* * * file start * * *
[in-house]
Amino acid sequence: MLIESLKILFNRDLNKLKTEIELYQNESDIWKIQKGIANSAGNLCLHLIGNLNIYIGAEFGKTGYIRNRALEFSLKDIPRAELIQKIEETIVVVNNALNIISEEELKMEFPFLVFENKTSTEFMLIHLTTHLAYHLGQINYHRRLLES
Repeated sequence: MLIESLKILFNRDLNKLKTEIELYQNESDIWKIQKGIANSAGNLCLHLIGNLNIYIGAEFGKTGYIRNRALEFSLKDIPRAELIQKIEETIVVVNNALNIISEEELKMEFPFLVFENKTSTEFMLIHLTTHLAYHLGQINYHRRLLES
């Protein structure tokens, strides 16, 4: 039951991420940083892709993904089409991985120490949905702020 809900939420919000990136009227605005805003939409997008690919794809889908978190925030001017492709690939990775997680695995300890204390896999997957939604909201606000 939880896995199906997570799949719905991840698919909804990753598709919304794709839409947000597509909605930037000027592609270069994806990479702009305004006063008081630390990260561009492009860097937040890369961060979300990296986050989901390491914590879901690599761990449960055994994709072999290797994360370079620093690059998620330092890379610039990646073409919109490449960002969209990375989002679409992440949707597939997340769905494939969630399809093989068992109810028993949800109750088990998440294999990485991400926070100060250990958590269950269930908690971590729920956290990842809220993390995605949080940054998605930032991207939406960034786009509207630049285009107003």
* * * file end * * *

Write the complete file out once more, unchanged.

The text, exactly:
[in-house]
Amino acid sequence: MLIESLKILFNRDLNKLKTEIELYQNESDIWKIQKGIANSAGNLCLHLIGNLNIYIGAEFGKTGYIRNRALEFSLKDIPRAELIQKIEETIVVVNNALNIISEEELKMEFPFLVFENKTSTEFMLIHLTTHLAYHLGQINYHRRLLES
Repeated sequence: MLIESLKILFNRDLNKLKTEIELYQNESDIWKIQKGIANSAGNLCLHLIGNLNIYIGAEFGKTGYIRNRALEFSLKDIPRAELIQKIEETIVVVNNALNIISEEELKMEFPFLVFENKTSTEFMLIHLTTHLAYHLGQINYHRRLLES
């Protein structure tokens, strides 16, 4: 039951991420940083892709993904089409991985120490949905702020 809900939420919000990136009227605005805003939409997008690919794809889908978190925030001017492709690939990775997680695995300890204390896999997957939604909201606000 939880896995199906997570799949719905991840698919909804990753598709919304794709839409947000597509909605930037000027592609270069994806990479702009305004006063008081630390990260561009492009860097937040890369961060979300990296986050989901390491914590879901690599761990449960055994994709072999290797994360370079620093690059998620330092890379610039990646073409919109490449960002969209990375989002679409992440949707597939997340769905494939969630399809093989068992109810028993949800109750088990998440294999990485991400926070100060250990958590269950269930908690971590729920956290990842809220993390995605949080940054998605930032991207939406960034786009509207630049285009107003």